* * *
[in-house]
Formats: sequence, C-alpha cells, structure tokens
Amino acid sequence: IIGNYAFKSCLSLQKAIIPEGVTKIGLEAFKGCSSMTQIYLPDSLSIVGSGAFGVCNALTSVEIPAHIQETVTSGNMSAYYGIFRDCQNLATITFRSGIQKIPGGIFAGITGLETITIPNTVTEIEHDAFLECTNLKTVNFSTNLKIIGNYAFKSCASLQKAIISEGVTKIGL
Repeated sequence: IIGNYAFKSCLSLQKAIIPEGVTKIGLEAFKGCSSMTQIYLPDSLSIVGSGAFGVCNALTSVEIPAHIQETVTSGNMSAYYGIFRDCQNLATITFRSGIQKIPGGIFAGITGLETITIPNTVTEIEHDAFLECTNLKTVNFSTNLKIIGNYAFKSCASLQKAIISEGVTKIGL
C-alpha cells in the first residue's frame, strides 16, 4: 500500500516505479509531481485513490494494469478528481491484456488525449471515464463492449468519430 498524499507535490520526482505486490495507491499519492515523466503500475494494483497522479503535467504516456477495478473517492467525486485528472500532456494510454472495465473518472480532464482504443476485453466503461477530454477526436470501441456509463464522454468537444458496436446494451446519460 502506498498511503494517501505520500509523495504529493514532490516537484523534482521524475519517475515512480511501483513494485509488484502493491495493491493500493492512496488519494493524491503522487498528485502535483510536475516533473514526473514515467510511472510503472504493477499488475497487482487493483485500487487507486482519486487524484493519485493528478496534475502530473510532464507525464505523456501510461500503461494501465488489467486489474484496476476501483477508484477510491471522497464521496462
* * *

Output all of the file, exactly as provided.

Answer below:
[in-house]
Formats: sequence, C-alpha cells, structure tokens
Amino acid sequence: IIGNYAFKSCLSLQKAIIPEGVTKIGLEAFKGCSSMTQIYLPDSLSIVGSGAFGVCNALTSVEIPAHIQETVTSGNMSAYYGIFRDCQNLATITFRSGIQKIPGGIFAGITGLETITIPNTVTEIEHDAFLECTNLKTVNFSTNLKIIGNYAFKSCASLQKAIISEGVTKIGL
Repeated sequence: IIGNYAFKSCLSLQKAIIPEGVTKIGLEAFKGCSSMTQIYLPDSLSIVGSGAFGVCNALTSVEIPAHIQETVTSGNMSAYYGIFRDCQNLATITFRSGIQKIPGGIFAGITGLETITIPNTVTEIEHDAFLECTNLKTVNFSTNLKIIGNYAFKSCASLQKAIISEGVTKIGL
C-alpha cells in the first residue's frame, strides 16, 4: 500500500516505479509531481485513490494494469478528481491484456488525449471515464463492449468519430 498524499507535490520526482505486490495507491499519492515523466503500475494494483497522479503535467504516456477495478473517492467525486485528472500532456494510454472495465473518472480532464482504443476485453466503461477530454477526436470501441456509463464522454468537444458496436446494451446519460 502506498498511503494517501505520500509523495504529493514532490516537484523534482521524475519517475515512480511501483513494485509488484502493491495493491493500493492512496488519494493524491503522487498528485502535483510536475516533473514526473514515467510511472510503472504493477499488475497487482487493483485500487487507486482519486487524484493519485493528478496534475502530473510532464507525464505523456501510461500503461494501465488489467486489474484496476476501483477508484477510491471522497464521496462